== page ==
I’ve been walking around downtown Aspen since I was a very young visitor and skiing and snowboarding here and outside of Glenwood Springs for as long as I remember; now that I'm 15, this valley is still one of my favorite places to vacation. However, while strolling through Aspen and looking at mountains is fun, after just a few days, you may start wondering what else you can do other than Snapchatting or FaceTiming with friends elsewhere. In looking for activities to keep myself occupied—and my mind off of what my friends are doing back home—I’ve discovered some favorites.
Go to a Free Thursday Concert at Snowmass
The combination of live music and magnificent views from the slopes of Snowmass ski area makes for a perfect Thursday evening with the family. I’m not much of a dancer, but it’s fun to watch all the people gather near the edge of the stage and jam out to the music. There are plenty of food options around (my main hangs include Slow Groovin’ BBQ and the Stew Pot) and the “Skittles” lift is open for free rides from the Base Village to the Mall.
Get Cultured at an Aspen Music Festival and School Sunday Concert
Whether I’m seated in the tent or spread out on a blanket outside, one of my favorite ways to spend Sundays is going to the tent and listening to the afternoon concerts. I come from a family of classical music lovers and musicians, so while for many teens, the idea of sitting quietly during music considered “boring” may seem sleep-inducing, I actually find every part of the concert experience exciting. The fact that so many people come to the tent in the middle of the afternoon to hear music they wouldn’t otherwise listen to creates a shared appreciation for the art form that seems special to Aspen. Seeing young musicians walking to the back door of the tent with violin cases on their backs gives me a feeling of joy, and even though I don’t know them personally, I feel that, in some way, we’re kindred spirits. It’s inspiring to see people only a few years older than me performing music of the caliber that they do.
People Watch and Chill in Downtown Aspen
I’m the type of person that can sit alone with my thoughts for hours on end, and one of my favorite places to do this is in the heart of Aspen. Rotating between the tables across from Paradise Bakery and benches on the mall, I relax, enjoy the view of the mountains, and read a book. For added excitement, I recommend people watching. From the unicycle rider with long gray hair and a tie-dye shirt to the parents struggling to control ice cream-smeared kids, this easy activity can provide constant entertainment for hours on end.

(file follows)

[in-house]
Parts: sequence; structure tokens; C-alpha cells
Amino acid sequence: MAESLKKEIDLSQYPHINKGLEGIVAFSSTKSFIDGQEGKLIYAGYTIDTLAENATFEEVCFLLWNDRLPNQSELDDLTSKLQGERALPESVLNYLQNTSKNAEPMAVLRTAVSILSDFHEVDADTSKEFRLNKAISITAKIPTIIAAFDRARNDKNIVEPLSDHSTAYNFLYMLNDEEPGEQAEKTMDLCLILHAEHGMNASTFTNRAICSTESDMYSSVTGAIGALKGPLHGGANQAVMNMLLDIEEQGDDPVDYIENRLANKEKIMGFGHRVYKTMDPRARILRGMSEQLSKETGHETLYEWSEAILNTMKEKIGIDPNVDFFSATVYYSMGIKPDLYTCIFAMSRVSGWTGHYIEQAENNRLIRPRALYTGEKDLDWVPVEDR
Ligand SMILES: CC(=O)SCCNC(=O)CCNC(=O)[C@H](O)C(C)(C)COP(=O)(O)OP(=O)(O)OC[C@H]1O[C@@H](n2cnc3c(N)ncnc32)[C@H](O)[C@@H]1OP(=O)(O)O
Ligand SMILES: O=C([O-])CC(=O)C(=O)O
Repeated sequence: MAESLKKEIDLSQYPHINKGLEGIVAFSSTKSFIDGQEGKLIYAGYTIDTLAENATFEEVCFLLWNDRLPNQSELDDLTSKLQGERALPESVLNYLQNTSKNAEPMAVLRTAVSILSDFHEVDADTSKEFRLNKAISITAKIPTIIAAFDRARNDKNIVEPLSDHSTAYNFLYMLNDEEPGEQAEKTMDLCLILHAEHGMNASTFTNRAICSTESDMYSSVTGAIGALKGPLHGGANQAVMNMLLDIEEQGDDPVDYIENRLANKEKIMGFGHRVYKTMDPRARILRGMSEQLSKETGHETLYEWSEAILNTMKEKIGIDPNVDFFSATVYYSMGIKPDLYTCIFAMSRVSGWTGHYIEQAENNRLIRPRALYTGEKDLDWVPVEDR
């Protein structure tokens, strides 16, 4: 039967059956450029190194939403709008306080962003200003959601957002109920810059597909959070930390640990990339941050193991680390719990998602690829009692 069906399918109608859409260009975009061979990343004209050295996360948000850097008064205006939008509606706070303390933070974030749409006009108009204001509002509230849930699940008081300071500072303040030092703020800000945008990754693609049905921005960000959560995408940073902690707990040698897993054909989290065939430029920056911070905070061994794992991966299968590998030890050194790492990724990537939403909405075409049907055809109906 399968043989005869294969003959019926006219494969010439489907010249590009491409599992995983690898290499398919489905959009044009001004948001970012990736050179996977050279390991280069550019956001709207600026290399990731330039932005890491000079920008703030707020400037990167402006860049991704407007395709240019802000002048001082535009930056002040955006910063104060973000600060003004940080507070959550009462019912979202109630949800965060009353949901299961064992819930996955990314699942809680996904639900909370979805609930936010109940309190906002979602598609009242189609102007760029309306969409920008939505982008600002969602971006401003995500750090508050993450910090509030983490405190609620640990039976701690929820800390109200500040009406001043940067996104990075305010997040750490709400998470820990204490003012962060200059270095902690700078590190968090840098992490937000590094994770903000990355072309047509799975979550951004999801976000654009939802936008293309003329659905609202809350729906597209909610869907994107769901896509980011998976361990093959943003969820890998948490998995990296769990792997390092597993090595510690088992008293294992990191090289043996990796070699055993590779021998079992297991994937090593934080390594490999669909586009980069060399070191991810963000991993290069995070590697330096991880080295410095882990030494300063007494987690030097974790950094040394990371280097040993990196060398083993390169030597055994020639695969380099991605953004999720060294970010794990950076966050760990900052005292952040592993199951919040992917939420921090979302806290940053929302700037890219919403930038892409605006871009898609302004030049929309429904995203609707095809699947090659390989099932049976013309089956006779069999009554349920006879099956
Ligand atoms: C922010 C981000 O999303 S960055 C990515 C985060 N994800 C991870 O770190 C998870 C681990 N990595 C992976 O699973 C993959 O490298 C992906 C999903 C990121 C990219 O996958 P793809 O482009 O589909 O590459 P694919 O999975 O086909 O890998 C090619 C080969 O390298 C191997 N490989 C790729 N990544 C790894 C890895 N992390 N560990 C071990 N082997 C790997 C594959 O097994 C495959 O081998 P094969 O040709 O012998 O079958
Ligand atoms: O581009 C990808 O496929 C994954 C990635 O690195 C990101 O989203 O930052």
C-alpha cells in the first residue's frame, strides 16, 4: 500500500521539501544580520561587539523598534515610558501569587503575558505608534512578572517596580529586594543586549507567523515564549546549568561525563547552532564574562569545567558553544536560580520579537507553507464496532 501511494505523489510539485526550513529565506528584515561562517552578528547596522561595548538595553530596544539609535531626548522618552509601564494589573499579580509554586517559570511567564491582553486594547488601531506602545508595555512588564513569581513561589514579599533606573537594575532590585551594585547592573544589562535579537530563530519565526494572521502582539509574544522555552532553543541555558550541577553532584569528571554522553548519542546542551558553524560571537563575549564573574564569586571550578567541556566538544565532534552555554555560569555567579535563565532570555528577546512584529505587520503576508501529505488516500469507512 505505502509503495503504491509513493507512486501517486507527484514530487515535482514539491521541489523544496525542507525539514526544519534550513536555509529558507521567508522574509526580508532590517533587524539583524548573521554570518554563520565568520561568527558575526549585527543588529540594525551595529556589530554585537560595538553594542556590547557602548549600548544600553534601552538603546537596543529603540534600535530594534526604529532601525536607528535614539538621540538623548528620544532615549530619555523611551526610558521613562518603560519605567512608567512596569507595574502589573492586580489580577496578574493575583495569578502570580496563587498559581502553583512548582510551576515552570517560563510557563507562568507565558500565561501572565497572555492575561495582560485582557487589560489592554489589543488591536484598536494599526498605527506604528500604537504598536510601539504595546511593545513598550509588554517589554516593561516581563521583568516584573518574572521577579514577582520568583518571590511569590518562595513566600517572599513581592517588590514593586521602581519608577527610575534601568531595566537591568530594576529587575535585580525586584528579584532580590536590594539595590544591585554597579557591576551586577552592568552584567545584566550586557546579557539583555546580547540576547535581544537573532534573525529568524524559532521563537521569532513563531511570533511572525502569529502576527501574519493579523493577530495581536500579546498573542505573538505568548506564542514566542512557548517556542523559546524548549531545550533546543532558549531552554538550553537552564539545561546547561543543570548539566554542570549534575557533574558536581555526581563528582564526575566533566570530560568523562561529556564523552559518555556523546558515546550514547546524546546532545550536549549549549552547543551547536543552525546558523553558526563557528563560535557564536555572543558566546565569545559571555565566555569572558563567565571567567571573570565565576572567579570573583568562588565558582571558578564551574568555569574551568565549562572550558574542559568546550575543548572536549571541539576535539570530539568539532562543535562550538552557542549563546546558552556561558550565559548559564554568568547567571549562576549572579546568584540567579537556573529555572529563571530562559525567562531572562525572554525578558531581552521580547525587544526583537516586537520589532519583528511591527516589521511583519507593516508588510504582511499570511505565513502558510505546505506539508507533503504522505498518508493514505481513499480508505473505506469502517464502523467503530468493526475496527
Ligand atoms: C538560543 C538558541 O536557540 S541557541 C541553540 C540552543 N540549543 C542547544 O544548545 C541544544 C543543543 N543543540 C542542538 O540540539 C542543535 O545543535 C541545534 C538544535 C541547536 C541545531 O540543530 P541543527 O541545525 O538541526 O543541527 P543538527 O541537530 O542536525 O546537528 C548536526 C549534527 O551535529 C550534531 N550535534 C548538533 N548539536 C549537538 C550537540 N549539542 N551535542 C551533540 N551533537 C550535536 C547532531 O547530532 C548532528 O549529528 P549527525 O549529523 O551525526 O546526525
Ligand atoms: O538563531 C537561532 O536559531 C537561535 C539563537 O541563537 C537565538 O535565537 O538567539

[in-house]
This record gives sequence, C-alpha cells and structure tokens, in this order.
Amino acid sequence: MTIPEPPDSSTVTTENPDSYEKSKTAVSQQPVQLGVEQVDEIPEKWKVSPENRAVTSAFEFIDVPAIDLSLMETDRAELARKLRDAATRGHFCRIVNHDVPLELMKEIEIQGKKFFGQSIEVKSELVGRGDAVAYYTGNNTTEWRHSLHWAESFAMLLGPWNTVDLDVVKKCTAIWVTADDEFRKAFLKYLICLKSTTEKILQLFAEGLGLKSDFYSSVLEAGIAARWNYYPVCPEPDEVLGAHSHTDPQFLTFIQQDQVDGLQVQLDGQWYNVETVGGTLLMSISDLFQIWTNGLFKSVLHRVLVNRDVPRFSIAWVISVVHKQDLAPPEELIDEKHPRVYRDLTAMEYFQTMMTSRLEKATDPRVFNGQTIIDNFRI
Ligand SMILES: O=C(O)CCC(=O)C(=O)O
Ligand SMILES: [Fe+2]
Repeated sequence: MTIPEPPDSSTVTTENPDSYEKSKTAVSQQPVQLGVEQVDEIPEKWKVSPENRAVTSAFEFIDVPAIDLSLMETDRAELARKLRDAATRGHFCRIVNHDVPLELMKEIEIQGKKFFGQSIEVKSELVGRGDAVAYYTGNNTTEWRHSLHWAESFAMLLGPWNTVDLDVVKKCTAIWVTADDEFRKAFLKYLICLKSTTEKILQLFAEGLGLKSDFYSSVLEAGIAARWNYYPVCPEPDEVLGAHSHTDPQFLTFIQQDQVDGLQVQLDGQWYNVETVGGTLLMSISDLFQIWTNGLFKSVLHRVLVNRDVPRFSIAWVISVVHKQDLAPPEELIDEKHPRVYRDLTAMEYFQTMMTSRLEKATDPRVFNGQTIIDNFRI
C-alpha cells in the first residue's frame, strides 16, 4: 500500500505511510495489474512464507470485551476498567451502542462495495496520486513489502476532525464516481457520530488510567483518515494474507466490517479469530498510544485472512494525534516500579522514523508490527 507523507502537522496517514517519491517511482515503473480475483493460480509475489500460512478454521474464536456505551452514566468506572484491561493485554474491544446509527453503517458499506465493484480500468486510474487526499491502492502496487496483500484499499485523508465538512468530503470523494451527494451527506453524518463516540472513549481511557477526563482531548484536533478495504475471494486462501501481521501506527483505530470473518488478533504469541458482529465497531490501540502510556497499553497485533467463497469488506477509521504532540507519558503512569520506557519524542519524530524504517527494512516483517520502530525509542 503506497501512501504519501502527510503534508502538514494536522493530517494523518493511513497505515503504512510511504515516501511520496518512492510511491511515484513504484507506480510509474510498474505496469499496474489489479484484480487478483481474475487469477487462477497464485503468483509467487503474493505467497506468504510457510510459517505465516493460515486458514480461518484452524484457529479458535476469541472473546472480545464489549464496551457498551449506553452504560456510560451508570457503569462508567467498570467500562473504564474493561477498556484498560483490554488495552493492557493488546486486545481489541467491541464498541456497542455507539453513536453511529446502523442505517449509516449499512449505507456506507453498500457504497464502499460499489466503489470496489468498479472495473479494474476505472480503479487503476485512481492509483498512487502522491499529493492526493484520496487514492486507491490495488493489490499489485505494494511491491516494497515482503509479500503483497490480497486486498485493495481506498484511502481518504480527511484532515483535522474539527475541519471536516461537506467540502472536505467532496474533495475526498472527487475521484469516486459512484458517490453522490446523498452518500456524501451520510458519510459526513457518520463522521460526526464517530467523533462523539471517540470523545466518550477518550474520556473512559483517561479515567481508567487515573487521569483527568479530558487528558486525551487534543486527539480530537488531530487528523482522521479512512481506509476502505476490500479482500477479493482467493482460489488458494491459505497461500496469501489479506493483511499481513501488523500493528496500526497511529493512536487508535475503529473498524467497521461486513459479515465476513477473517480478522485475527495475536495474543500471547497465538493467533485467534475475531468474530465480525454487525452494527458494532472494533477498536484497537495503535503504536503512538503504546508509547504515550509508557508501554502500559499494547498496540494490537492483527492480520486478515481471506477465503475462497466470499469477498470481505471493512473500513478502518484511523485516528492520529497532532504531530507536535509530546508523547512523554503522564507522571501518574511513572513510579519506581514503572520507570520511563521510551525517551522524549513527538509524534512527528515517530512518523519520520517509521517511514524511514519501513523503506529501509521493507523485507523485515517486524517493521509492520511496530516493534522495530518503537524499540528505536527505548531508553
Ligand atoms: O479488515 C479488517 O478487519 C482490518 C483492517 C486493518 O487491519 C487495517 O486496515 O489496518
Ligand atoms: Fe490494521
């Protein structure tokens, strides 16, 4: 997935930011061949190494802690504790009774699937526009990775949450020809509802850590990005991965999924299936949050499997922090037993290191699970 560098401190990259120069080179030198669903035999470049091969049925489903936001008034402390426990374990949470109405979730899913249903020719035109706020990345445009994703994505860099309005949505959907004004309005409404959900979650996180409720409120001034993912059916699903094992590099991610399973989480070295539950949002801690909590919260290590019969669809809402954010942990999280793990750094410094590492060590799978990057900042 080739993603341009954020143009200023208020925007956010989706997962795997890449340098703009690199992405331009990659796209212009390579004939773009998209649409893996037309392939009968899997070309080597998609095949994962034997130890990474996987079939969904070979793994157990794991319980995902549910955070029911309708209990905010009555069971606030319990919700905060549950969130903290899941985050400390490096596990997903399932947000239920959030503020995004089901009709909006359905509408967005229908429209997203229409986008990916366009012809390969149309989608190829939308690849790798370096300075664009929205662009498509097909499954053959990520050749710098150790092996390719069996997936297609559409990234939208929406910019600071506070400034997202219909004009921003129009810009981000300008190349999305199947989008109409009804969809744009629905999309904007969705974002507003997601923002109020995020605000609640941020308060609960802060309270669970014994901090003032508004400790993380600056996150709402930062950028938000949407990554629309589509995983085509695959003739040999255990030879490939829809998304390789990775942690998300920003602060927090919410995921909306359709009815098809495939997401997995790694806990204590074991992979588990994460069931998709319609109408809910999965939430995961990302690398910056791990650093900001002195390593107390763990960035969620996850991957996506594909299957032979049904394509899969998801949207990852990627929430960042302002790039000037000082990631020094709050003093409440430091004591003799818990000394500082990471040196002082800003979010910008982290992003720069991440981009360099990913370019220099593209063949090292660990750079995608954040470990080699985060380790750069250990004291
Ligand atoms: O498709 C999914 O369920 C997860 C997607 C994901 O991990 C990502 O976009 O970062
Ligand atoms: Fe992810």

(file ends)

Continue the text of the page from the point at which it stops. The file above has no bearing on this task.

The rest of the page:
Shop at Susie’s
As many of the stores in Aspen are above the price range of the average adult, it’s basically out of the question for teens to shop here. One affordable and fun exception: Susie’s consignment shops. For brand-name and designer items, the store in Aspen is great, but I prefer the downvalley location in Willits. With racks of clothes organized by type of garment and color, the store is bound to offer something to match your style. While you’re not going to find Urban Outfitters-esque clothing here, the shop is perfect for vintage-looking shoes, jackets, jeans, shirts, and jewelry.
Take a Hike
I’m not an avid hiker, but I’m willing to put in some effort to see expansive views of the valley and occasional wildlife. My favorite not-super-strenuous-but-rewarding hike is the Thomas Lakes Trail, which leads to a pair of lakes at the base of Mount Sopris near Carbondale. It’s a 7.2 mile roundtrip trek, with a few uphill parts. If you’re not willing to go all the way, about two thirds of the way up, there’s a huge wildflower meadow, perfect to stop at and eat a snack before the hike back down. Bonus: In addition to the scenery, hiking is a great activity because there often isn’t any cell service, forcing you to stay off your phone and appreciate where you are.
Get in the Water at Ruedi Reservoir
Another location with limited cell service and breathtaking views is this reservoir and its surrounding area, just about 15 miles up the Fryingpan Valley from Basalt. Ruedi offers four campgrounds, two boat-launch ramps, and areas to swim and fish. If you’re hesitant to wade into the chilly water, you can spend hours on the shore searching for Native American arrowheads or hiking in the surrounding forest. My family and I head to Ruedi when we’re looking to have some fun but not drive miles out of our way.